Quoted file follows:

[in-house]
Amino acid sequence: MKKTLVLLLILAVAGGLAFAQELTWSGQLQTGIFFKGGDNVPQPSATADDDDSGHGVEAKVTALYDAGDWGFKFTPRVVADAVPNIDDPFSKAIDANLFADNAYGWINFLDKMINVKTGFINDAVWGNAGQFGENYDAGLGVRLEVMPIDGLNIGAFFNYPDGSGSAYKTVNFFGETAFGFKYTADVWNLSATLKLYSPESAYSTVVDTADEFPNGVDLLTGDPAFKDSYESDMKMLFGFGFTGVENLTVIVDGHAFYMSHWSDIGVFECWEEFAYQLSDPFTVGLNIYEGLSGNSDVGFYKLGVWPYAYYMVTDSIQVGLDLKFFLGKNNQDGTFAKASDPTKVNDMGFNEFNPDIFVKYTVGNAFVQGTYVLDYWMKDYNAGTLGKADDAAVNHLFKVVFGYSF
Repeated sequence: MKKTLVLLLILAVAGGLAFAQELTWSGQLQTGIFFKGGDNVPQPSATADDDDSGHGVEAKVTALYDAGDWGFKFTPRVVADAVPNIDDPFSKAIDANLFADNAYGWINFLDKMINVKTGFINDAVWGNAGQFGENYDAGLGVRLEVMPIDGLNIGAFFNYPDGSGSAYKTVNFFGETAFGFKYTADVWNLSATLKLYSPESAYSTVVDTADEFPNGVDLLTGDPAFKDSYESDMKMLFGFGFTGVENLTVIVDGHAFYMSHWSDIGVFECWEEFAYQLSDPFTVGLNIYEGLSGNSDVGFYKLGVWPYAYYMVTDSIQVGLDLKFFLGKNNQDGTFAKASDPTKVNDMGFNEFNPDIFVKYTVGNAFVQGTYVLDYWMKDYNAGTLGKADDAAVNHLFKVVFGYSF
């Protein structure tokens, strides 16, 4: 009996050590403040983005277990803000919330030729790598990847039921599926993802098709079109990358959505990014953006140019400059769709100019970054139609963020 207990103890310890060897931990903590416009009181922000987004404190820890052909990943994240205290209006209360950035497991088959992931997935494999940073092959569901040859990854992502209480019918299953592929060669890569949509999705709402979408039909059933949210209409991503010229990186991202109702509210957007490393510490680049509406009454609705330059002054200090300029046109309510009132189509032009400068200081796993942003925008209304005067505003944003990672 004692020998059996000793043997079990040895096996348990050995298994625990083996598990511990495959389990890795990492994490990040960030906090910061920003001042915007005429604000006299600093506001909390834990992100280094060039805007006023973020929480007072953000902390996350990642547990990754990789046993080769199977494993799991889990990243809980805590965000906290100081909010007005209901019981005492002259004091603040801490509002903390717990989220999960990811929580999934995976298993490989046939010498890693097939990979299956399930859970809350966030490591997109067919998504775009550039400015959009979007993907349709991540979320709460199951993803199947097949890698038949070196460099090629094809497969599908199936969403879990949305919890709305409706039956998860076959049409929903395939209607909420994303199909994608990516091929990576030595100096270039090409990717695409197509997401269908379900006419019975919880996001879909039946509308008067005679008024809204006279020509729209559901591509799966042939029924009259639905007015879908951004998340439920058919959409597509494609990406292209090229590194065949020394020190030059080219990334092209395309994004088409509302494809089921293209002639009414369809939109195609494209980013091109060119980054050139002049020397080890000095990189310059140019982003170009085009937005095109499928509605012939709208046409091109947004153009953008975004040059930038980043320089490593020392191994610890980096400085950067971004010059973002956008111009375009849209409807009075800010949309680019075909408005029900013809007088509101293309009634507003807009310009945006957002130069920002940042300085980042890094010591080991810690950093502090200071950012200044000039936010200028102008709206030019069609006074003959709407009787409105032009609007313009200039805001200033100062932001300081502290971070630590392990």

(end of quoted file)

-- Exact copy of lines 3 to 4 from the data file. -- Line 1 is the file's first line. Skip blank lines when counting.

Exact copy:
Repeated sequence: MKKTLVLLLILAVAGGLAFAQELTWSGQLQTGIFFKGGDNVPQPSATADDDDSGHGVEAKVTALYDAGDWGFKFTPRVVADAVPNIDDPFSKAIDANLFADNAYGWINFLDKMINVKTGFINDAVWGNAGQFGENYDAGLGVRLEVMPIDGLNIGAFFNYPDGSGSAYKTVNFFGETAFGFKYTADVWNLSATLKLYSPESAYSTVVDTADEFPNGVDLLTGDPAFKDSYESDMKMLFGFGFTGVENLTVIVDGHAFYMSHWSDIGVFECWEEFAYQLSDPFTVGLNIYEGLSGNSDVGFYKLGVWPYAYYMVTDSIQVGLDLKFFLGKNNQDGTFAKASDPTKVNDMGFNEFNPDIFVKYTVGNAFVQGTYVLDYWMKDYNAGTLGKADDAAVNHLFKVVFGYSF
């Protein structure tokens, strides 16, 4: 009996050590403040983005277990803000919330030729790598990847039921599926993802098709079109990358959505990014953006140019400059769709100019970054139609963020 207990103890310890060897931990903590416009009181922000987004404190820890052909990943994240205290209006209360950035497991088959992931997935494999940073092959569901040859990854992502209480019918299953592929060669890569949509999705709402979408039909059933949210209409991503010229990186991202109702509210957007490393510490680049509406009454609705330059002054200090300029046109309510009132189509032009400068200081796993942003925008209304005067505003944003990672 004692020998059996000793043997079990040895096996348990050995298994625990083996598990511990495959389990890795990492994490990040960030906090910061920003001042915007005429604000006299600093506001909390834990992100280094060039805007006023973020929480007072953000902390996350990642547990990754990789046993080769199977494993799991889990990243809980805590965000906290100081909010007005209901019981005492002259004091603040801490509002903390717990989220999960990811929580999934995976298993490989046939010498890693097939990979299956399930859970809350966030490591997109067919998504775009550039400015959009979007993907349709991540979320709460199951993803199947097949890698038949070196460099090629094809497969599908199936969403879990949305919890709305409706039956998860076959049409929903395939209607909420994303199909994608990516091929990576030595100096270039090409990717695409197509997401269908379900006419019975919880996001879909039946509308008067005679008024809204006279020509729209559901591509799966042939029924009259639905007015879908951004998340439920058919959409597509494609990406292209090229590194065949020394020190030059080219990334092209395309994004088409509302494809089921293209002639009414369809939109195609494209980013091109060119980054050139002049020397080890000095990189310059140019982003170009085009937005095109499928509605012939709208046409091109947004153009953008975004040059930038980043320089490593020392191994610890980096400085950067971004010059973002956008111009375009849209409807009075800010949309680019075909408005029900013809007088509101293309009634507003807009310009945006957002130069920002940042300085980042890094010591080991810690950093502090200071950012200044000039936010200028102008709206030019069609006074003959709407009787409105032009609007313009200039805001200033100062932001300081502290971070630590392990």